“That was Bob Mackie. When I came in for costume fittings that Wednesday, and we taped on Friday, the original gag about the curtain rod was that Starlet pulls the curtains down and says, ‘I’m going to make me a dress.’  And it had been written that I come down the stairs with everything just kind of hanging, which would have been funny.  But I went into costumes that day, and Bob says, ‘I have an idea.’  And he brought out the curtain rod with the green curtains on it.  And I fell on the floor. I said, “this is the most brilliant sight gag I think, ever.”

Bob Mackie, too, shared his memories of the curtain rod dress:

Vickie Lawrence, “Sissy,” spoke of the “Went with the Wind!” writers and Harvey Korman’s preparations for the role of “Rat Butler:”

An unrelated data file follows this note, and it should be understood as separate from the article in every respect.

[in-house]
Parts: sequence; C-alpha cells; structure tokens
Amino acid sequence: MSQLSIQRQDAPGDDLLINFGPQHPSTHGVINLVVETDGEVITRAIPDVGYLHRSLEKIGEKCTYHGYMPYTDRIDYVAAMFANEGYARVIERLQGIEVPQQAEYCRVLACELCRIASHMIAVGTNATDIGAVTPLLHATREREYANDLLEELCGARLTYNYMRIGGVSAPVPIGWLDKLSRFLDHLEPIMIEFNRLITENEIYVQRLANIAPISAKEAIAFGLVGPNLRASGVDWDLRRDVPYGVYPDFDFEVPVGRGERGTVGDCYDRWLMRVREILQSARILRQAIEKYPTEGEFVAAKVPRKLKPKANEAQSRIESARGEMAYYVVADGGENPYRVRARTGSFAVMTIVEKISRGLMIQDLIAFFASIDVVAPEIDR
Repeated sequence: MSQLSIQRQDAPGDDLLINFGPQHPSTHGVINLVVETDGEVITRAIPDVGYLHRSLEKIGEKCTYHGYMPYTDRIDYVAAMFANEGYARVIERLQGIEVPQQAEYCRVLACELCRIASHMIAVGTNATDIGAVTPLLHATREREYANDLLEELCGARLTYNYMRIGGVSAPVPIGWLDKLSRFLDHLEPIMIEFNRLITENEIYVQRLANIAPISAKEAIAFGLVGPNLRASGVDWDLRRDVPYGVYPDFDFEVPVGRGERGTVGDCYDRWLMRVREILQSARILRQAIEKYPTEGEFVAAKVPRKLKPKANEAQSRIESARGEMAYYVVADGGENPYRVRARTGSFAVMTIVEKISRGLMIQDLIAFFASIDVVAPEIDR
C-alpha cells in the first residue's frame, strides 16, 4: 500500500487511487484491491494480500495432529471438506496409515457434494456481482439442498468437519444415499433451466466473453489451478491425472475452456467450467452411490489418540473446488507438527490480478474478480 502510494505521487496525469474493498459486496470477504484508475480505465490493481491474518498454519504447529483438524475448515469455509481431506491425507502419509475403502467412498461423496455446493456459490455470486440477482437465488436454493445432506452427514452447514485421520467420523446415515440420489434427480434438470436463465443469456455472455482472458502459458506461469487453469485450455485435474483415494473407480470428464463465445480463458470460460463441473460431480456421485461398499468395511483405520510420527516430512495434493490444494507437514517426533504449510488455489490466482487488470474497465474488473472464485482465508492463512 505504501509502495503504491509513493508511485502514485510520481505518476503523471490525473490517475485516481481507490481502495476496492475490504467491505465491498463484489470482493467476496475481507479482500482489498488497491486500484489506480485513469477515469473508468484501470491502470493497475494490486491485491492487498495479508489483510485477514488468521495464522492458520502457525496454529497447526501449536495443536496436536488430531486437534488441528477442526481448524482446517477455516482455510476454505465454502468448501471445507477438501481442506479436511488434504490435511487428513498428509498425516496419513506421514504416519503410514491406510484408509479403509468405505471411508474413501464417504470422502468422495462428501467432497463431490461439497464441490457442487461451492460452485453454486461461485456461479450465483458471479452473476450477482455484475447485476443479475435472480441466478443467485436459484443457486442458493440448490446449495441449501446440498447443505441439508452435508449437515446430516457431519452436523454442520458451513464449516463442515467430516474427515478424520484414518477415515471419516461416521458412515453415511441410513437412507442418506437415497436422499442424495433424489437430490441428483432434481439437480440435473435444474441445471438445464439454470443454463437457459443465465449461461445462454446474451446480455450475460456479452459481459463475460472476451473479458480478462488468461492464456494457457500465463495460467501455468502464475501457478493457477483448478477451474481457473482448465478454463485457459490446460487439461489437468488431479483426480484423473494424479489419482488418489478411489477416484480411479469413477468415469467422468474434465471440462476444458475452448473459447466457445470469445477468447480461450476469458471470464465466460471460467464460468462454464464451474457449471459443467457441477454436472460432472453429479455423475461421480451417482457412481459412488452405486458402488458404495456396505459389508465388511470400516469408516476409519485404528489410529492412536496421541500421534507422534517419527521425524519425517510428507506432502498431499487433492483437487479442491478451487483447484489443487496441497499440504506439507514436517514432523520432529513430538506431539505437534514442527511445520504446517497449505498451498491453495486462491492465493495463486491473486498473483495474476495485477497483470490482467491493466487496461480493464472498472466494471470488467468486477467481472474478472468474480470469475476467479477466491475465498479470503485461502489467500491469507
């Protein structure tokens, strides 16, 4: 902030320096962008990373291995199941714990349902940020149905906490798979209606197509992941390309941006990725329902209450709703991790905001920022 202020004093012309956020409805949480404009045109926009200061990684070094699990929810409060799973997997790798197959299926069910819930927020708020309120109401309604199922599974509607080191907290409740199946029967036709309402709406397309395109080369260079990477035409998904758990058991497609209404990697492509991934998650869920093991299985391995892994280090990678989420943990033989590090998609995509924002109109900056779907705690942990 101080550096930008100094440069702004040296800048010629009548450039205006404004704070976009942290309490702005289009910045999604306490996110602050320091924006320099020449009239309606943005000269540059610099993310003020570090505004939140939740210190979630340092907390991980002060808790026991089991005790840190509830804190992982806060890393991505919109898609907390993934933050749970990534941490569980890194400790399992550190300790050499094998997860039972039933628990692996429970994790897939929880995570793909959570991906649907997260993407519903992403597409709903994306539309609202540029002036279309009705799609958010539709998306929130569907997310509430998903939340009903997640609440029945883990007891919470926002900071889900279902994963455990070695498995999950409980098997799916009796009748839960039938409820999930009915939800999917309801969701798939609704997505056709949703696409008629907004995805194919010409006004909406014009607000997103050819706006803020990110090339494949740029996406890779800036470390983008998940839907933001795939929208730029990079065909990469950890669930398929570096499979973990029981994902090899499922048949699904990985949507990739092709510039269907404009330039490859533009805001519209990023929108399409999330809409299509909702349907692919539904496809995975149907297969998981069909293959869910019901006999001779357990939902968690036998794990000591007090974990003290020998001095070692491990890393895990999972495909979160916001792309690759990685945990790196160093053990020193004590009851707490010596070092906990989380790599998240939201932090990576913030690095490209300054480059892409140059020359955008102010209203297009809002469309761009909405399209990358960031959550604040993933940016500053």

And Harvey Korman and Tim Conway discussed Korman’s spot-on Rhett Butler impression:

- by Adrienne Faillace

For more on The Carol Burnett Show’s “Went with the Wind!” and to view the sketch, visit our show page

Noted TV Producer Bob Banner Dies at 89

Wednesday, June 15th, 2011

We’ve just learned that legendary TV producer Bob Banner has passed away at 89.

Banner was one of the pioneers in  the new medium of television, beginning his career at WBKB, and later WMAQ in Chicago — part of the historic “Chicago School” — where he worked on Kukla, Fran and Ollie and produced Garroway at Large. He later moved to the The Fred Waring Show in New York and then produced The Dinah Shore Chevy Show among others.  He also executive produced a number of memorable TV movies (including My Sweet Charlie) and many variety series including The Carol Burnett Show, Solid Gold, Star Search and It’s Showtime at the Apollo. The Archive of American Television interviewed him in 1999.